We had the good fortune of connecting with David Tripp and we’ve shared our conversation below.
Hi David , can you tell us about a book that has had a meaningful impact on you?
Larry McMurtry, “Walter Benjamin at the Dairy Queen”. This book reminds us that we no longer live in an age of storytelling. It has been replaced by the information age. I acknowledge that as a child I grew up listening to my parents raised as tenant farmers sitting in living rooms sharing and laughing at stories from their upbringing. Now as a senior citizen, I realize that I have grown up in an information and data age that is bloodless and noneventful. Gossip and current events are a poor substitute for the personal stories and experiences I heard from my childhood. Now, as a watercolorist, I have decided to create a series titled Turvey’s Corner 63050, a town spun from stories from my own experience as well as stories shared by others and novels I have read throughout my life. Taking inspiration from the likes of Larry McMurtry, Garrison Keillor, Sherwood Anderson, William Faulkner, Thornton Wilder, Sinclair Lewis and others, I am pulling together a collection of watercolors I’ve created illustrating small town life from the America of the 1950’s and spinning stories involving fictional characters to inhabit the paintings. Already I am experiencing an excellent response from Facebook and my blog and hope soon to expand into Instagram and Tumblr. Hank is my main character, and he is the cohesive force drawing together my watercolors of towns, landscapes, still lifes and Native American themes.
Alright, so let’s move onto what keeps you busy professionally?
I believe what makes me distinct is my passion for using ideas from literature, philosophy, art history and personal experience as a foundation for my watercolors and drawings. For over twenty years I have created watercolors featuring midwest and southwest America from the 1950’s to the 1970’s. My current project is a series titled Turvey’s Corner 63050 that features a town spun from my own imagination with a cast of characters and stories to undergird the paintings. My hope one day is to publish this in a book. Meanwhile, thanks to my blog and Facebook, I am sending out chapters of the evolving process. My undergraduate degree was in art, my Masters and Ph.D. in religion. All of these elements have combined to form the framework for my painting and writing. My inspiration comes from broad reading as well as art history. Having retired after three decades of teaching high school and university art, art history, English, humanities and religion, I now have time to pursue my passion without the constraints of a daily job. I have not had to worry about living off my art, since a teacher’s pension supports my lifestyle. I think the greatest lesson I have learned through decades of trial is to let art be my inspiration instead of my anxiety. I do not have to sell work to stay alive. And I do not have to be famous to be successful. Success is waking every day to the passion of ideas, and the only genuine conflict I experience is the inability to read a book and create a painting at the same time! I travel extensively across America, seeking subjects to paint, and when I am sedentary, I am inhabiting my Gallery at Redlands in Palestine, Texas and living in the Redlands Hotel.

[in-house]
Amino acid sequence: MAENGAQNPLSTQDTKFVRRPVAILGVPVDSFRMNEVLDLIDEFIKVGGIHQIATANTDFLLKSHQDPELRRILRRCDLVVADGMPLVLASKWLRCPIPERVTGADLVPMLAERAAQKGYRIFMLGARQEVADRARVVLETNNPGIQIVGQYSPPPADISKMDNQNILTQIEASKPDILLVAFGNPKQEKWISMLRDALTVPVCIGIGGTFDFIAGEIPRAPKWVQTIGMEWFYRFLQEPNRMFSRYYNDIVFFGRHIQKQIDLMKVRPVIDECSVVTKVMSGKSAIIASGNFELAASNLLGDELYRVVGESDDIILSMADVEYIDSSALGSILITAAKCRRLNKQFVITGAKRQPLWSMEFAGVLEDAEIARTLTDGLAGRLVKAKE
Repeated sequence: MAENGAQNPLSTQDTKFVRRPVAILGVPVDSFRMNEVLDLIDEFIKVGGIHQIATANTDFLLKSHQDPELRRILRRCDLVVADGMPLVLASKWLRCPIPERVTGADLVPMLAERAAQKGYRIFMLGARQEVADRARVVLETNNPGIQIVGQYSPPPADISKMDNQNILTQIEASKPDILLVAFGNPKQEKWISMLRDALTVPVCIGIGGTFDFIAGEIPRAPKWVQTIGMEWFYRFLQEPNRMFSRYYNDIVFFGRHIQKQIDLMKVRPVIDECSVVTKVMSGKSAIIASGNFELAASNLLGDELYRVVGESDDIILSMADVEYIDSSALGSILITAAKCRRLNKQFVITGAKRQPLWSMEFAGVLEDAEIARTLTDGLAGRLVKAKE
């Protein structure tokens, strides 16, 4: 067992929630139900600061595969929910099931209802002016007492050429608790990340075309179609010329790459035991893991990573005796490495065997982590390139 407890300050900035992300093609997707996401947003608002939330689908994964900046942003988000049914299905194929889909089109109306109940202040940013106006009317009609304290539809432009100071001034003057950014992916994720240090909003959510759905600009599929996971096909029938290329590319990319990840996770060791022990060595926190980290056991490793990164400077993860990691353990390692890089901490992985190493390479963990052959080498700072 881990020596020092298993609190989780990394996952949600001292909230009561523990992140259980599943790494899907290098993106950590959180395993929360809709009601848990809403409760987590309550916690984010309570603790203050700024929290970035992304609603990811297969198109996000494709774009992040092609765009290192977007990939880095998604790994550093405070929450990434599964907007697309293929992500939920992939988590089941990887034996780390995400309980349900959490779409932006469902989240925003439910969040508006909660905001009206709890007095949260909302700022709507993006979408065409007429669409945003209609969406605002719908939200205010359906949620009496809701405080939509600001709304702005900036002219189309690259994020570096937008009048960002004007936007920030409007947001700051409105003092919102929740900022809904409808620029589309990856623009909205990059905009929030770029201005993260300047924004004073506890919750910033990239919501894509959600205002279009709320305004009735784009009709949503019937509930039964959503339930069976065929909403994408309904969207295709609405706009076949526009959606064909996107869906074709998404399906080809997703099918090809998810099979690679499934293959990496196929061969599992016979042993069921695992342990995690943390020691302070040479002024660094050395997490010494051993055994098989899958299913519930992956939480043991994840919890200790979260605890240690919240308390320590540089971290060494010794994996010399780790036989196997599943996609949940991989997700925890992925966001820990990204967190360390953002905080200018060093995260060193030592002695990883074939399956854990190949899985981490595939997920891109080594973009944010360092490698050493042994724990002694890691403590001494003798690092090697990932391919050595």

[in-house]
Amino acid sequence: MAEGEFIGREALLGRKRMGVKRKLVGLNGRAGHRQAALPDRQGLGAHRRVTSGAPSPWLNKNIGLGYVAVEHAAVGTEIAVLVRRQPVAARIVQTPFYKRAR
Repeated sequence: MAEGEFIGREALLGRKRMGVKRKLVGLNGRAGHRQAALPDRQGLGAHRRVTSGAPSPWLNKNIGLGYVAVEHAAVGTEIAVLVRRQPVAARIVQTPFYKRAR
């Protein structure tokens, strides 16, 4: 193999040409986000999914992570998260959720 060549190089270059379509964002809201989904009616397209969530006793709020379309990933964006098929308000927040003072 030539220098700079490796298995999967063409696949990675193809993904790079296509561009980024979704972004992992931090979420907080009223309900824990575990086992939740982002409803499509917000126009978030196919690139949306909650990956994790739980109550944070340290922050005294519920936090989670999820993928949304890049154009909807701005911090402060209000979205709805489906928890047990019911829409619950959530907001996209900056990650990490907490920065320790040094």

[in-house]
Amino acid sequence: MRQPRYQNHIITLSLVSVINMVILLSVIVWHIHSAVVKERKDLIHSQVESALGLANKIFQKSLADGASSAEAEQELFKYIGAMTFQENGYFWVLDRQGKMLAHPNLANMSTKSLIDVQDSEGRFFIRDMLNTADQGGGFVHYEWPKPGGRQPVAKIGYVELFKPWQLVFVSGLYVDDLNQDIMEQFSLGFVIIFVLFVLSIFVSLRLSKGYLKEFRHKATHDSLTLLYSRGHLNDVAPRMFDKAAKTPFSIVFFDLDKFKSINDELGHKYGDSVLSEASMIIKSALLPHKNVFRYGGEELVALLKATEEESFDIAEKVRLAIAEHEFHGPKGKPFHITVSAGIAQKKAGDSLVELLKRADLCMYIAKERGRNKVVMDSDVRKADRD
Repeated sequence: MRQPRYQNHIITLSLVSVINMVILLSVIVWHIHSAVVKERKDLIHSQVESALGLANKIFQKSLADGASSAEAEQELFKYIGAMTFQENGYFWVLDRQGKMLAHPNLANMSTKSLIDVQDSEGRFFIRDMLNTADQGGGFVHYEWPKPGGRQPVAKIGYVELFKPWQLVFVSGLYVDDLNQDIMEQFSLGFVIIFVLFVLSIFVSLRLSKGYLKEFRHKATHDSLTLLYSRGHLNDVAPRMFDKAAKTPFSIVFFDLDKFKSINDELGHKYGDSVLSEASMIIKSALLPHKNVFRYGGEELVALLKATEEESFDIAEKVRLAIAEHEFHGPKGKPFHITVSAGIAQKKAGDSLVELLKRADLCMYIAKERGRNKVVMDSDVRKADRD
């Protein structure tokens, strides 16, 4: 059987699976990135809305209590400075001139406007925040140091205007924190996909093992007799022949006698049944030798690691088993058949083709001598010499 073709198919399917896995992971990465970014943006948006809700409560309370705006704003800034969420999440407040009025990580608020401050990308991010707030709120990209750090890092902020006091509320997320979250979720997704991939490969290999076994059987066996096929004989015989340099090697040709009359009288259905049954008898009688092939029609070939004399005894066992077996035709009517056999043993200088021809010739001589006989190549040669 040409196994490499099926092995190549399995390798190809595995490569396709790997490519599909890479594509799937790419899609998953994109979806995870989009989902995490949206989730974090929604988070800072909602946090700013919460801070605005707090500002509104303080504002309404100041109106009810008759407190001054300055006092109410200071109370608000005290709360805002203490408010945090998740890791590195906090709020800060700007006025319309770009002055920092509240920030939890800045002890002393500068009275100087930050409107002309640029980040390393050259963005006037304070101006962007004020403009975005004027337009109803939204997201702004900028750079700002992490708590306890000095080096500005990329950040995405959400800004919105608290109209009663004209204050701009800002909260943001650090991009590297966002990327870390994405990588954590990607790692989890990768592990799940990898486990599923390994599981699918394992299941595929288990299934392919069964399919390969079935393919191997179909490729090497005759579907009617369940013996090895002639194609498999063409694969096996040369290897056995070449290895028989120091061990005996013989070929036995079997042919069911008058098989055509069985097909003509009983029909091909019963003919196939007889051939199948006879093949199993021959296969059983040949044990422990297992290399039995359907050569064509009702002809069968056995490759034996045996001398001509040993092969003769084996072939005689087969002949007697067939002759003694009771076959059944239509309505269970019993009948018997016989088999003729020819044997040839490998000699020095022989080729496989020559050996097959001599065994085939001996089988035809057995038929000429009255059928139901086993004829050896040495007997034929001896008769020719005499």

Any places to eat or things to do that you can share with our readers? If they have a friend visiting town, what are some spots they could take them to?
I would begin the itinerary in the Bishop Arts District in the Oak Cliff section of Dallas. This bohemian section is replete with fine dining as well as casual, and fabulous coffee shops. I always seek places for reading and great conversation. An excellent used book store is not far away. Traveling to Fort Worth, I say we could do no better than Sundance Square and dining at the Bird Cafe, sitting outdoors and enjoying the fountains and night life. Again, a wonderful setting for creative eros. Two hours south woud take us to Palestine, Texas. You cannot do better than the Redlands Hotel, not only because my Gallery at Redlands is inside, but also the fine boutique run by owner Jean Mollard. It would be hard to find dining better than what you see in the Queen Street Grille, across the lobby from my gallery. And the hotel also includes a beautiful bar, small and intimate and perfect for gatherings and conversation. The Redlands Hotel dates from 1917 and has twenty suites, all with kitchens, dining rooms, living rooms, bedrooms and bathrooms, and the rates are comparable to what one pays for a Holiday Inn or Best Western. I myself live in one of the suites when I stay for extended work in my gallery downstairs. Palestine also has a fabulous pub, the Pint and Barrel in Old Town Palestine. Across the street is the Oxbow Bakery featuring the finest in homemade pies, and a coffee shop is also in the neighborhood. Crockett, Texas is thirty minutes down the highway. Wade Thomas, the owner of Stories from Texas is also the owner of our Gallery at Redlands. He never meets a stranger and his gallery is filled with just as many interesting stories from his mouth as you will find lining the walls of his establishment.
The Shoutout series is all about recognizing that our success and where we are in life is at least somewhat thanks to the efforts, support, mentorship, love and encouragement of others. So is there someone that you want to dedicate your shoutout to?
I dedicate my shoutout to The Redlands Hotel in Palestine, Texas and Stories from Texas in Crockett, Texas, thirty minutes down the highway. These two businesses put their heads together to create The Gallery at Redlands, 400 N. Queen Street, Palestine, and invited me to inhabit the space with my art work and written efforts. Together we hope to raise awareness and appreciation for creative activity, in the arts as well as other areas of business.